August 18, 2017


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'The wrong building for us to invest in:' Gov't selling downtown social housing highrise

The provincial government is selling off a vacant 300-unit downtown social housing highrise because it would cost too much to fix.

But anti-poverty activists argued Monday that it would cost far more to build that much badly needed housing from scratch.

A 300-unit downtown social housing highrise at 185 Smith Street is going up for sale. (Mike Deal / Winnipeg Free Press files)</p>

A 300-unit downtown social housing highrise at 185 Smith Street is going up for sale. (Mike Deal / Winnipeg Free Press files)

Families Minister Scott Fielding said Monday that the 21-storey building at 185 Smith St. just south of St. Mary Avenue has sat vacant for two years since a watermain rupture forced relocation of the social housing tenants from its bachelor and one-bedroom units.

The province has issued a negotiated request for proposal (NRFP) for a realty firm to market and sell the building.

"We’ve determined this vacant property is the wrong building for us to invest in to renovate and re-tenant," said Fielding. "It requires major repairs and does not have the right configuration of units to support a quality social housing program."

Fielding said that the former NDP government left his department with $500 million in deferred maintenance.

Building systems have been repaired but given the size of the 44-year-old structure, it would cost more than $20 million for the province to completely renovate to Manitoba Housing specifications, Fielding said.

Manitoba Housing said it prefers both a housing mix and mixed neighbourhoods.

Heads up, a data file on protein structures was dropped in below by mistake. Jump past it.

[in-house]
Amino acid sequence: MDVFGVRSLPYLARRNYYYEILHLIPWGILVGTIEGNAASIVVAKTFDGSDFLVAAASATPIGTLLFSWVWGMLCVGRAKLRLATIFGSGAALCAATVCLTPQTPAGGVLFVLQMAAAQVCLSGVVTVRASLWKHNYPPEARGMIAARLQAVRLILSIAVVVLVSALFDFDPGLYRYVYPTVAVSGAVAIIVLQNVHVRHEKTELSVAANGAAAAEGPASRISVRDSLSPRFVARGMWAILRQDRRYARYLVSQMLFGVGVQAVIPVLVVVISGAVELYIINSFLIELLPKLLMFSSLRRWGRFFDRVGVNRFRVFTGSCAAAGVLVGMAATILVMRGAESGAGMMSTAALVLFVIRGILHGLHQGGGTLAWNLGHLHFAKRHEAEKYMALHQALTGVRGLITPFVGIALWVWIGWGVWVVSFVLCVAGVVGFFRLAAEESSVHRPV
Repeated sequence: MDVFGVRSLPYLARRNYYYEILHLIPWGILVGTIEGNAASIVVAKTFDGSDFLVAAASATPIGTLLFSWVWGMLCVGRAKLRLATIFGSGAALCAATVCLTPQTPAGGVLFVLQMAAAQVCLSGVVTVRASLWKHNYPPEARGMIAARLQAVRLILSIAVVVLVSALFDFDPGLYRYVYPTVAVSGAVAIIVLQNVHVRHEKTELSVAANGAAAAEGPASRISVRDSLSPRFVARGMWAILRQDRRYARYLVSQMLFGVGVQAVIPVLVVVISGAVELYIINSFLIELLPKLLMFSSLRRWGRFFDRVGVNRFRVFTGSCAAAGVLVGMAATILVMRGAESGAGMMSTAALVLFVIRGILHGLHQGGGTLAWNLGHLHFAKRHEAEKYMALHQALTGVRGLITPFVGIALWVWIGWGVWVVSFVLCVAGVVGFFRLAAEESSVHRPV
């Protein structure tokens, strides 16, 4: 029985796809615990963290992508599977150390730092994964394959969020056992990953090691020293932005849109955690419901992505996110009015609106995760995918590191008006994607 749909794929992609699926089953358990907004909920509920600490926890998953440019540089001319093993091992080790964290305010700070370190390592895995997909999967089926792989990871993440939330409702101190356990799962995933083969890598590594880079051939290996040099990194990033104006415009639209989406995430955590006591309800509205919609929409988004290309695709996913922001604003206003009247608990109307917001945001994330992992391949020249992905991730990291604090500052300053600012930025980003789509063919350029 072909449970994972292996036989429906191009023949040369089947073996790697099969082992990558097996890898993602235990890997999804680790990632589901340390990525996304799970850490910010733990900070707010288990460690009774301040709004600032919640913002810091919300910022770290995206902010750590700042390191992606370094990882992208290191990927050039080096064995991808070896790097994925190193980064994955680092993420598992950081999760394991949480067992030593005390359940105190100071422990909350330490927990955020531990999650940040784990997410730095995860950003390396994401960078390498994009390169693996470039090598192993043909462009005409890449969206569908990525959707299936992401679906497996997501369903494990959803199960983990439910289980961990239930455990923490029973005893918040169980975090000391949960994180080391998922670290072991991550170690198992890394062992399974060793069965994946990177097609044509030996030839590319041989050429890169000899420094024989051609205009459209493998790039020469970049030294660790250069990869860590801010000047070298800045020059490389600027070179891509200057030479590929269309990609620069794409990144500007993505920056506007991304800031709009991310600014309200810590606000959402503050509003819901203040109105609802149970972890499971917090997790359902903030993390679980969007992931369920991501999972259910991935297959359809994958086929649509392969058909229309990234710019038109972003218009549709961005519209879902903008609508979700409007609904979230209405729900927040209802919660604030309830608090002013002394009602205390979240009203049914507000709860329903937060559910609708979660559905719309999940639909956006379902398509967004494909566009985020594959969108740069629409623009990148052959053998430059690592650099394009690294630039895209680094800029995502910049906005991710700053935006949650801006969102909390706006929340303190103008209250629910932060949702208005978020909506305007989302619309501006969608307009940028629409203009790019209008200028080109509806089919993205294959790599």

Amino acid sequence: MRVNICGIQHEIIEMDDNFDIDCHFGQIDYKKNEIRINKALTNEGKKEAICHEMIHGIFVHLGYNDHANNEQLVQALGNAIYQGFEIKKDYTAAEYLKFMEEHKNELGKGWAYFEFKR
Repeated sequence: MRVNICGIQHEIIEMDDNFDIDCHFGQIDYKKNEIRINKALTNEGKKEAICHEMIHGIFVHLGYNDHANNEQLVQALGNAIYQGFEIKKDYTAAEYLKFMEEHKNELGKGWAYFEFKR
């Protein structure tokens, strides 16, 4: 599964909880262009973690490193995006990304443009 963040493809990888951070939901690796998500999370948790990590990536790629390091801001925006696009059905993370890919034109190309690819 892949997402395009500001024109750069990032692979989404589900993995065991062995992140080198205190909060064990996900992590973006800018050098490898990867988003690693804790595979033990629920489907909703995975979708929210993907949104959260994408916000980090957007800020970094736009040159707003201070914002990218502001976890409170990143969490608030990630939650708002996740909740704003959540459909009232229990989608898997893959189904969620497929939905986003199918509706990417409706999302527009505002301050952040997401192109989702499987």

"We believe our buildings should contain a healthy mix of unit sizes that are conducive to vibrant community living. Our preferred model involves smaller projects integrated into neighbourhoods that reflect a mix of incomes and tenant demographics," said chief executive officer Steven Spry. "It is unlikely Manitoba Housing would choose to build a facility like 185 Smith today."

An aide to Fielding said that proceeds from the sale will go into social housing, but not to any specific project. The city has assessed the building and land at $12.4 million, city records show.

Josh Brandon, chair of Make Poverty History, argued that the building could be crucial to taking hundreds of homeless people off the streets.

To build that kind of social housing from scratch, "It's not uncommon for it to cost up to $200,000 a unit -- that's $45 million," he said.

"It was mostly individuals in there," who made up a large portion of the individual population of vulnerable people needing social housing, he said. "These are exactly the sort of people who need to find bachelors and one-bedrooms.

"A loss of that magnitude puts a huge dent in our ability to provide social housing," Brandon said.

"We're not surprised," said Kirsten Bernas, chair of the Right to Housing Coalition.

The coalition knew that Fielding was looking at selling some properties, but, "We were under the impression they were negotiating with non-profits -- that's alarming.

"The units could have housed a high-needs population," she said. "The private market isn't going to suddenly become affordable."

NDP housing critic Wab Kinew said in a formal statement: "The Pallister government has shown no real commitment to affordable housing – it jacked up rents for low income renters in Manitoba Housing and reduced supports for individuals receiving Rent Assist.

"This appears to solely be a money saving measure for the government. The real test will be if the government invests the proceeds of the sale in new good-quality, affordable housing. Pallister’s track record of cuts show that is not likely to happen," Kinew said.

Said Fielding: "Manitoba Housing has determined other groups are better suited to take on this project with a focus on downtown revitalization. This is a prime location and we believe someone could develop it as a mixed office and residential tower or residential space to beautify the street and allow more people to move downtown."

Read more by Nick Martin.


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